For many, divorce is a difficult process fraught with emotional pain and financial battles, including lengthy legal disputes over such things as alimony.
In most alimony cases, the spouse with the higher income is required to pay the other a set amount of money each month to help maintain the standard of living established during the marriage.
If Clark's initiative passes, it would prohibit alimony from being awarded during divorce, legal separation and annulment proceedings. It also would immediately stop existing alimony payments that were intended to end within 10 years unless a court grants an extension of up to a year.
Any existing award of 10 years or more would be reduced at a rate of 20% over five years.
Clark's inspiration for the initiative came after his own divorce after 25 years of marriage resulted in $100,000 in court costs. He said he experienced the "many pitfalls associated with the process."
"Prior to my divorce, I was completely unaware of current family laws in California that state marriages of 10 years or more in length are subject to potential 'lifelong' alimony payments by the higher-income provider," said Clark, who is paying permanent alimony of $1,000 a month. "This was a complete shock to me and was also the cause of a painfully drawn-out divorce lasting over three years."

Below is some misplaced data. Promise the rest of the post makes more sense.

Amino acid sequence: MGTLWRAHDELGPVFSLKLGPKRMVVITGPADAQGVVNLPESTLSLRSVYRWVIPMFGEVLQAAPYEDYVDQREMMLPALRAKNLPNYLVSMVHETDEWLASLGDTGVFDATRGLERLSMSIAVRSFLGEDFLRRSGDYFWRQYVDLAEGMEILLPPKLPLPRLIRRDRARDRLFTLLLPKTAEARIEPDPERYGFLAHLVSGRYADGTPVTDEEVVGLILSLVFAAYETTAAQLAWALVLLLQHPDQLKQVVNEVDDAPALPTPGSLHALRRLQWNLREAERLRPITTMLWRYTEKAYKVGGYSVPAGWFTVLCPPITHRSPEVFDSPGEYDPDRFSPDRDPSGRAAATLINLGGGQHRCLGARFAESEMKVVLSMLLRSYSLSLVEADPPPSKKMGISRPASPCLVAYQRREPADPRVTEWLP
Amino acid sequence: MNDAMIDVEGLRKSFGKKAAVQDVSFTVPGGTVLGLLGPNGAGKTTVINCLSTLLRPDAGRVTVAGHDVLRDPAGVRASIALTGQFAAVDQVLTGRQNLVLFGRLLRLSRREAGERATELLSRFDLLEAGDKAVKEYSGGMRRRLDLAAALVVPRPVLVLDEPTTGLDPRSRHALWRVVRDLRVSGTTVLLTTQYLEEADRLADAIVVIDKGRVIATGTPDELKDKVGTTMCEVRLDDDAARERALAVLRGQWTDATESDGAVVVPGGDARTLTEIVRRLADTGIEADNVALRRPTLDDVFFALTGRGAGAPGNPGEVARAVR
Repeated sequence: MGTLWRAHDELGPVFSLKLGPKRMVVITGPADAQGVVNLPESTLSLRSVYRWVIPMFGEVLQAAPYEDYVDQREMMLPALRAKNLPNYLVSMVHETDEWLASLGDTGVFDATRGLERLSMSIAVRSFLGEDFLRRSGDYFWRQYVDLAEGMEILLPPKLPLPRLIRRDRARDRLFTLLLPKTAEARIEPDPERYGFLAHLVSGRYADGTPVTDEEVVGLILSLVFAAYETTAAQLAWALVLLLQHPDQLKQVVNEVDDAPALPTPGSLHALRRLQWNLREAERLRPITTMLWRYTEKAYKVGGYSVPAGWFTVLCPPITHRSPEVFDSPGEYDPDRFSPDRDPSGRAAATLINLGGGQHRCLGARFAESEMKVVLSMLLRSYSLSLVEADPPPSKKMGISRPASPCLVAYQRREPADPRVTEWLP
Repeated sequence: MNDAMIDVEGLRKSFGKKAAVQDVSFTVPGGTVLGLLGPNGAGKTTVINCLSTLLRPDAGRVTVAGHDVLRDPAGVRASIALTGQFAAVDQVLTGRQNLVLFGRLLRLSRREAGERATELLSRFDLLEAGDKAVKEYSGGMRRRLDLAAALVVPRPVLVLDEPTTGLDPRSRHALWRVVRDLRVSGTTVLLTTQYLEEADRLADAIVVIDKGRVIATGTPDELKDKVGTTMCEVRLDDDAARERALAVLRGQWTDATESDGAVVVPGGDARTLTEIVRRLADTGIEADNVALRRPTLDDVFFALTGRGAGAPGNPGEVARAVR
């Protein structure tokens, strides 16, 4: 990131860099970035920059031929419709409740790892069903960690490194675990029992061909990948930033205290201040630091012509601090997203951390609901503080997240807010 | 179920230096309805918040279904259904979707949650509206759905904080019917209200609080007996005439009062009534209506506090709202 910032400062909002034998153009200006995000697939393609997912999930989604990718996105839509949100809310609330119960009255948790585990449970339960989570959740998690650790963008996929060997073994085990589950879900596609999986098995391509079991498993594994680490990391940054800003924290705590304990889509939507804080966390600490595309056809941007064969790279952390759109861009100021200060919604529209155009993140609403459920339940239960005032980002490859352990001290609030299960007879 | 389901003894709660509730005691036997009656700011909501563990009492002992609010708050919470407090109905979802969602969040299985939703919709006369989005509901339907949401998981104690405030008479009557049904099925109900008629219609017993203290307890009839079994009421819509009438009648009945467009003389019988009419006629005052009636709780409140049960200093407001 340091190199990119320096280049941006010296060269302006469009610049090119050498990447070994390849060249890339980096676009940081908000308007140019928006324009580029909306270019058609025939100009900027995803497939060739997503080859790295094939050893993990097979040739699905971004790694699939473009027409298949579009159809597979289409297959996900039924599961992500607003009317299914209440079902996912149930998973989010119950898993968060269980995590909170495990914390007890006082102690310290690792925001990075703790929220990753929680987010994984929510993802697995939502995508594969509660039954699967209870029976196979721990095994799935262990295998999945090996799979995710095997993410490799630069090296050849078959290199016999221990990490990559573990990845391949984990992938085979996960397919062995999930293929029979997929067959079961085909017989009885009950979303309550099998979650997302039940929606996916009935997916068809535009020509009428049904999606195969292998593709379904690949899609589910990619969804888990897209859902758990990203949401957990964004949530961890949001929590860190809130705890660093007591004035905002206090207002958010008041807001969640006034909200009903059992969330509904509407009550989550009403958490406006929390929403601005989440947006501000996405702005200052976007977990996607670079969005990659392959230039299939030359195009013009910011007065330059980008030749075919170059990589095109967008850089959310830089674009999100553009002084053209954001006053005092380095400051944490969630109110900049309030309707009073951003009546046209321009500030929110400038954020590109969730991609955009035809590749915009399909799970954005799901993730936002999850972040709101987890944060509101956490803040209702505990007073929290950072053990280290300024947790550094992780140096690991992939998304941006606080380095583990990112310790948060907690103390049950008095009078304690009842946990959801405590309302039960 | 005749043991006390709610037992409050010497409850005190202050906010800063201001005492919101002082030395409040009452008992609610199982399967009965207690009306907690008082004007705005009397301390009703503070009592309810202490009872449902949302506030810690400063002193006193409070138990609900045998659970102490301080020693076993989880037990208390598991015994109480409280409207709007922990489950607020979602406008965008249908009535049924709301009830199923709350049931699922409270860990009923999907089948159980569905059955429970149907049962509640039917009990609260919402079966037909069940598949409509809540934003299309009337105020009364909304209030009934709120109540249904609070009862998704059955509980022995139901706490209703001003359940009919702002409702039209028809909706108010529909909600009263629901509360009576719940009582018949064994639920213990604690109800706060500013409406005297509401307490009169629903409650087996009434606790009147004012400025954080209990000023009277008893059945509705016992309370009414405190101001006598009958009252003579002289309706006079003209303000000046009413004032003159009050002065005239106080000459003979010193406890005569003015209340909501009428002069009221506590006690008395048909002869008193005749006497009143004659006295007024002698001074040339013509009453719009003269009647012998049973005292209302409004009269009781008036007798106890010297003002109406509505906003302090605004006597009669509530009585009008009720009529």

Clark said alimony is an "outdated" concept because women now make up nearly half the workforce in the United States.
"With approximately 47% of women in the U.S. labor force, alimony reform should no longer be thought of as a gender issue," Clark said. "Today there are plenty of women in society who have higher incomes than their husbands."
Another reason for his push is what he sees as alimony's unintended consequence for the children of divorcing couples.
"It harms children both financially and emotionally," Clark said. "In many cases such as mine, the pain associated with a long, drawn-out divorce trickles down to the children, and money that could have been directed to them for support and education is being wasted on lawyers."
Family service organizations would not comment on Clark's initiative. Several divorce lawyers and law professors did not return calls seeking comment.
For the measure to qualify for the November 2016 ballot, Clark must collect at least 365,880 valid signatures from registered voters in California before the Nov. 2 deadline this year.
Clark said he is sponsoring a signature-gathering contest in which the three petition circulators with the most signatures in a month will be awarded prizes ranging from $200 to $500.